“I was halfway across America, at the dividing line between the east of my youth and the west of my future.” –Jack Kerouac, On the Road
A very long time ago, I was a 17-year-old in Ohio, about to graduate high school and set off on a long drive across the country to get to my college in California. Because I’m a little strange, the part of the trip I looked forward to the most was going to Iowa. Although I had never been there, I had developed a bit of an obsession with it. Something about corn and baseball.
When I mentioned that to one of my teachers, he quoted the above line to me. Sal, the main character, thinks that to himself when he wakes up in a hotel in Des Moines. The line held a lot of meaning for me. After all, I, too, was leaving behind the east of my youth and moving on to the west of my future.
At the time, I didn’t think my western future would last long. I imagined that I would enjoy four years of college in California and then head back to the Midwest.
I wound up staying in California, though. I graduated, got a job, then another job, then another. I met a guy, had a baby, then another baby, then another.
During that time, we made many plans to leave California. We considered Iowa, Arizona, Colorado, and even a multi-year RV excursion around the country. Ultimately, none of those panned out, and we stayed put on the West Coast. For a while I wondered if we would ever really leave California.
But eight months ago, we finally did leave and wound up in Illinois (not the part that’s close to Iowa, though). The West became my past, and the Midwest became my present, and future, yet again.
After a half-year in Illinois, I have reached a few conclusions:
1) Suburbia is suburbia. Yeah, there are differences, but as long as there are a couple Targets and Starbucks around, it’s not that hard to adapt to a place.
2) People are really nice here. Maybe it’s a bit of a stereotype, but Southern California is cold and impersonal. Not to say there aren’t great people out there and absolute jerks here, but we are shocked almost every day by how darn nice people are.
3) People don’t wear motorcycle helmets. California has a motorcycle helmet law. Illinois doesn’t. Even so, I ASSumed that people would wear them because brains are important things to protect. Yet at least 80% of the motorcycles I see have drivers and passengers with no helmets. The other day, my cousin even saw a helmet-less kid on one. Not cool.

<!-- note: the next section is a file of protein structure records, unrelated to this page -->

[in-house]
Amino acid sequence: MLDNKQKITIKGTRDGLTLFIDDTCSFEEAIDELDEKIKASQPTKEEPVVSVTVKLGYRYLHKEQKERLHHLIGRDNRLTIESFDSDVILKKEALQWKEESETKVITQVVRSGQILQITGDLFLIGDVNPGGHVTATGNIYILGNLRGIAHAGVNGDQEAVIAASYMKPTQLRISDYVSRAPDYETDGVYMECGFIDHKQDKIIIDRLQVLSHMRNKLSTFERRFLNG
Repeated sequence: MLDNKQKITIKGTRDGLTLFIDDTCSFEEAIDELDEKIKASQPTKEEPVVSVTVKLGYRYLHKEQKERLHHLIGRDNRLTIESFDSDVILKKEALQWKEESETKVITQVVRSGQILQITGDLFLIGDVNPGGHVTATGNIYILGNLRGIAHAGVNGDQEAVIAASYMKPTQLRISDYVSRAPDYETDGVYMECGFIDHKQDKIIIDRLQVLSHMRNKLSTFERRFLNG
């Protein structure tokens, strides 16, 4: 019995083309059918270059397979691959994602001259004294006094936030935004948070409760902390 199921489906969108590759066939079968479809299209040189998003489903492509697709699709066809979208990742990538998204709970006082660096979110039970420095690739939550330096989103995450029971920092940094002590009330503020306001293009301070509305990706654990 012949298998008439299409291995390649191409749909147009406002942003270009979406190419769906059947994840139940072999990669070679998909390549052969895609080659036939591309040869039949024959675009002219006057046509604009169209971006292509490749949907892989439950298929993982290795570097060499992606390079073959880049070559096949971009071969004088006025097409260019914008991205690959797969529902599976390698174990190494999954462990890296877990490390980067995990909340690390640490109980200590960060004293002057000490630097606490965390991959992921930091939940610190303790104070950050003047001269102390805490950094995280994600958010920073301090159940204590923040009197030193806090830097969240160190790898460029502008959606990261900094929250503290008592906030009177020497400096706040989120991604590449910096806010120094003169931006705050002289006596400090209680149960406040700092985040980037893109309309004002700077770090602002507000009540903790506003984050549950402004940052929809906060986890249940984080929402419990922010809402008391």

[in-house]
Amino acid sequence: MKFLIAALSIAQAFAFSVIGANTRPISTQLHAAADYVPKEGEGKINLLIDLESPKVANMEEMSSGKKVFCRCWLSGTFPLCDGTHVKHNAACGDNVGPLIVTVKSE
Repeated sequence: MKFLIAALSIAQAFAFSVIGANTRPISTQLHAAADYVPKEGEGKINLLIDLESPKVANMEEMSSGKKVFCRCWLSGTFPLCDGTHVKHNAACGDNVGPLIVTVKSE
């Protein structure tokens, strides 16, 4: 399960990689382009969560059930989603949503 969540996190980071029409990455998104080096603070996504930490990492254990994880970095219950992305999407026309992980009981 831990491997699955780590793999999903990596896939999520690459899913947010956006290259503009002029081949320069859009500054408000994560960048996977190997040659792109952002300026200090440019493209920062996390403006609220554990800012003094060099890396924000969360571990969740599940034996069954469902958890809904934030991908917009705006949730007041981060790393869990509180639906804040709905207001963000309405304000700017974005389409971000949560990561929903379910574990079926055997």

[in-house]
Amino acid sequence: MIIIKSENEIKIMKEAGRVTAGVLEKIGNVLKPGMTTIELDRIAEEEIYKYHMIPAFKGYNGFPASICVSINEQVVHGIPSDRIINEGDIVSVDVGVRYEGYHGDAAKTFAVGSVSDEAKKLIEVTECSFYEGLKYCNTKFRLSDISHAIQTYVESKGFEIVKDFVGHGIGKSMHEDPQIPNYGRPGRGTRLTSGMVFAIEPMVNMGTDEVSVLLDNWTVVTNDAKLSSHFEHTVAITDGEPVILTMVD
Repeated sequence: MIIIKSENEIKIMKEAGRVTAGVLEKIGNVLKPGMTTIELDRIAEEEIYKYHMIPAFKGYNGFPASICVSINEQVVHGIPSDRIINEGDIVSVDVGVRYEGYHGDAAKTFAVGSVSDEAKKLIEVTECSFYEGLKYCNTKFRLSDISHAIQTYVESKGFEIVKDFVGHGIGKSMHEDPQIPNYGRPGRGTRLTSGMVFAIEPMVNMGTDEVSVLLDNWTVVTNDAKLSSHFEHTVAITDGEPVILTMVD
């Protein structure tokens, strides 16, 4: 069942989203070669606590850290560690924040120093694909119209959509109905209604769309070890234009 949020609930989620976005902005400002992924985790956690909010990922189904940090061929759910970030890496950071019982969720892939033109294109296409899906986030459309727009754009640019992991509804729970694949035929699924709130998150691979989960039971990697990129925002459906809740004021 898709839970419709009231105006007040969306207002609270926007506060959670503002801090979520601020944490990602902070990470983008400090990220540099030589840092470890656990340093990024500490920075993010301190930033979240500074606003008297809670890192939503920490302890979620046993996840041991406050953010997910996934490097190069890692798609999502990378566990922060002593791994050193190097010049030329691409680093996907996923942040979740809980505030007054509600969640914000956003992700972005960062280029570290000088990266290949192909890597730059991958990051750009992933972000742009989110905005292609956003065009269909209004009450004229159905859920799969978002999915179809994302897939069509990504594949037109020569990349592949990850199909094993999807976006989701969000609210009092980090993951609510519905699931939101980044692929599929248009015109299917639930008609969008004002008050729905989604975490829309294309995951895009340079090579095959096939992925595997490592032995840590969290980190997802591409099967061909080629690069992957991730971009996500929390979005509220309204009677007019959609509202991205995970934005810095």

4) There are lots of tall things sticking up out of the ground. In a somewhat related thread I started at car-seat.org while we were in the process of moving here, I learned that I have something called megalophobia, which is a fear of large objects. Mostly my fear is of unexpected, lurking-type large objects, so things like water towers (of which there are a LOT out here) aren’t too bad unless I’m right next to them. But sometimes I’ll be driving along, minding my own business, and suddenly a tornado siren will come at me out of nowhere and I lose it a little bit inside. (You may have me committed now.)
5) Parking spaces are large enough to actually park in. This is especially important if you’re not very good at parking. (See my review of the Nissan Pathfinder for more info.)
6) I can find pierogies–a large variety, even–in every grocery store, though Persian food is hard to come by.
7) Left turns. OMG. In Southern California, left turns are almost always controlled by a dedicated traffic light, meaning you never have to think about them. You sit happily in your lane until you get a green arrow, then you go. Here, you’re on your own. You know, edging out into the intersection, trying to time things right, sometimes going across four lanes of traffic. Ack! I’m getting used to it, although I have been known to go out of my way to avoid the really scary ones.
8) People return shopping carts to the cart corrals. I can’t tell you how many times I’d turn into a parking space in Orange County, only to find at least one cart blocking the space. I haven’t had that problem here once.
So, on one hand you have tornado sirens and non-controlled left turns. On the other, you have pierogies and nice people who return shopping carts. I’d say the good outweighs the bad.